London (Censored) Officials Want (Censored) Sponsors To Get Special Protection

from the can-we-say-that? dept

While Major League Baseball’s views on what it owns are pretty misguided, it’s got a long way to go to reach the levels of the Olympics. The International Olympic Committee and its affiliated groups have a long history of overzealously “defending” its trademarks and “protecting” its sponsors, whether it’s by muzzling athletes writing about the games on their personal sites, suing just about anybody that uses the word Olympics, preventing people from wearing clothes with the logos of sponsors’ rivals to Olympic events or having moronic link policies. In the UK, organizers of the 2012 summer games are trying to get special protection for their trademarks and sponsors enshrined in law, an effort that’s now coming under attack (registration required). The bill would not only offer special legal protection to official Olympic sponsors, but would also allow the games’ organizers to dictate what media outlets could cover the games, and exactly what they could write about. It also includes a provision that allows the UK’s secretary of state to regulate advertising in the vicinity of Olympic venues and traffic routes to them — all part of the “protection” supporters say Olympic sponsors deserve. What remains unclear is why, exactly, two groups engaged in a private business transaction — in this case, the Olympic committee and its sponsors — not only deserve an unbelievable amount of specially enshrined legal protection when trademark laws are already on the books, but should also get to stifle freedom of the press. Citius, altius, fortius… and maximus cashius.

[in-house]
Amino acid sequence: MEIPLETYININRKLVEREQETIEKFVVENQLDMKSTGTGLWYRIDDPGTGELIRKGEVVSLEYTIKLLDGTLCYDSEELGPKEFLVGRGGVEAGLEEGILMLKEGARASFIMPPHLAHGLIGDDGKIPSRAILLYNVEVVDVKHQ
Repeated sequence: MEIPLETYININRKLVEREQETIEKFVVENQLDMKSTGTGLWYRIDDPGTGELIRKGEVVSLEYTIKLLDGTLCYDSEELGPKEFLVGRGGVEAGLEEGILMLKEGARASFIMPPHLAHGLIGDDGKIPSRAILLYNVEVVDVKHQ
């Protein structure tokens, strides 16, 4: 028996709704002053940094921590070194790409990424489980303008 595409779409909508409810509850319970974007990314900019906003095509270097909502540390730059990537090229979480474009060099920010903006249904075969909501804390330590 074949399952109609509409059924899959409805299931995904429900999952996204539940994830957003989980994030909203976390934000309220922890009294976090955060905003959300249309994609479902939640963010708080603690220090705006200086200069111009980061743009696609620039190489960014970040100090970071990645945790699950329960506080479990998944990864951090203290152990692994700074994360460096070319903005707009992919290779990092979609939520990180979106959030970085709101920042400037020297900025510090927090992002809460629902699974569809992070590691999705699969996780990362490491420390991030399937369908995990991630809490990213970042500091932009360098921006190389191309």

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Comments on “London (Censored) Officials Want (Censored) Sponsors To Get Special Protection”

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The Poison Pen / A Funny Guy says:

How long will we tolerate this type of BS?

Well I look at it like this.

Super Bowl!


There I said both of them. And as long as there is a 1st admendment in the USA I will continue to use these words as I see fit…..

BTW – anybody that wants to sue me….. BE MY FUCKING GUEST.

I won’t even bother bringing a laywer to court… that is if i even show up to refute such an obvious attack against the freedom of speech.

Please sue me… please please please!!!!!!

Waste your money….. you won’t get a dime from me… I’ll die before you get a dime from me…

Seriously folks…. just what could any POS do with 50 million people with this attitude?

Answer – NOTHING!

Awaken my brothers and take back the rights that are being taken from you one by one.

Awaken before it is too late……

Anonymous Nerd says:

Re: How long will we tolerate this type of BS?

Ahh, but you’re missing the obvious point. Why WOULD the NFL or the Olympic committee sue you? That’s a big fat waste of their legal dollars. You’re just a ranting cry-baby to them.

But when Clear Channel, ABC, CBS, or NBC decide to use “Super Bowl” and “The Olympics” in their broadcasts reaching millions, and those other private entities have billions of dollars at their disposal, it’s good to protect one’s copyright against those guys because they CAN afford to pay big fines for breaching copyright… even if it is a bit frivolous.